On Point

Weekdays at 9 a.m.
  • Hosted by Tom Ashbrook

Hear provocative voices and passionate discussion as Tom confronts the stories that are at the center of what is important in the world today. Leaving no perspective unchallenged, On Point digs past the surface and into the core of a subject, exposing each of its real world implications.

A Message From Tom Ashbrook

Nov 11, 2014

A NOTE FROM ON POINT: We’re sad to share the news that Tom Ashbrook’s wife, Danielle Guichard-Ashbrook, has died after a long, brave battle with cancer. Below is a message from Tom that he recorded before taking a personal leave.

The Best Of 'On Point Live!' In New Orleans

Jan 24, 2014
Janet Wilson / WWNO

Tweets, photos, video and more from the special production of On Point Live! here in New Orleans.

Watch the show!

Or, of course, you can listen:

Janet Wilson / WWNO

We take On Point to New Orleans to look at the state of America’s battered coastlines.

'On Point Live!' With Tom Ashbrook SOLD OUT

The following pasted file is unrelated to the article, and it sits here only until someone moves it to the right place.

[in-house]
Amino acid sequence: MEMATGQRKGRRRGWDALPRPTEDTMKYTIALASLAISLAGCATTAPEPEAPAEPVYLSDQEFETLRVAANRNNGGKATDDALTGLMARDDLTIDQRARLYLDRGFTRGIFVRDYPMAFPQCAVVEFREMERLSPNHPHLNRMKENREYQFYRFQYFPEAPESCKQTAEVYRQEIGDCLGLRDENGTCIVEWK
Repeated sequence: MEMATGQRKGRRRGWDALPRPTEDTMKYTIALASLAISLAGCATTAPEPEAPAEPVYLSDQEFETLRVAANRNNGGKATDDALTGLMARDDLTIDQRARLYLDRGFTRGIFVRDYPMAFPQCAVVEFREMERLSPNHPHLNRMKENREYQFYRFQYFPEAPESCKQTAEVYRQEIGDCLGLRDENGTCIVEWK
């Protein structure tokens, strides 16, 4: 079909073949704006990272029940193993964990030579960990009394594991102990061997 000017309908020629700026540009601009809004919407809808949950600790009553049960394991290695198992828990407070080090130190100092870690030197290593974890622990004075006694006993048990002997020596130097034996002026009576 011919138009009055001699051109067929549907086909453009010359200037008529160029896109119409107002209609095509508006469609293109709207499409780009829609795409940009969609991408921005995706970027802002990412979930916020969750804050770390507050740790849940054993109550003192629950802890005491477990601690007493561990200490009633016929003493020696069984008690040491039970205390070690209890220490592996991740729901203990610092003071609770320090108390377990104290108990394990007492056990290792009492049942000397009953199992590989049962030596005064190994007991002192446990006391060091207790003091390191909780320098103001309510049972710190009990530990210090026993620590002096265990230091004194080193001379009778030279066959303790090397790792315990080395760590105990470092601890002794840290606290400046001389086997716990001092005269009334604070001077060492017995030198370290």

Jan 17, 2014

THIS JUST IN: On Point Live!, a special show to benefit WWNO at Le Petit Théâtre, is now SOLD OUT. The response has been tremendous and we're really looking forward to seeing everyone there!

On Point Live! with Tom Ashbrook

January 23, 2014
Le Petit Théâtre, 616 Saint Peter Street

7-9 p.m.: Live audience recording
9-10 p.m.: Reception at Tableau at Le Petit Théâtre

Starting Monday, July 23, New Orleans listeners will be able to hear NPR's On Point weekday mornings from 9 - 11 a.m. on 89.9 WWNO. On Point is one of the best, most compelling news and information programs on radio, with its daily two-hour blend of expert guests and listener calls conducted with great skill, intelligence and insight by host Tom Ashbrook.

Whether it's learning saxophone in school band, taking Saturday piano lessons, or participating in a top-flight youth orchestra, there are tens of millions of kids in the United States learning to play instruments. Way back in 2003, Gallup pollsters figured that at least 84 million Americans play an instrument — and at least a third of those players were then between the ages of 5 and 17.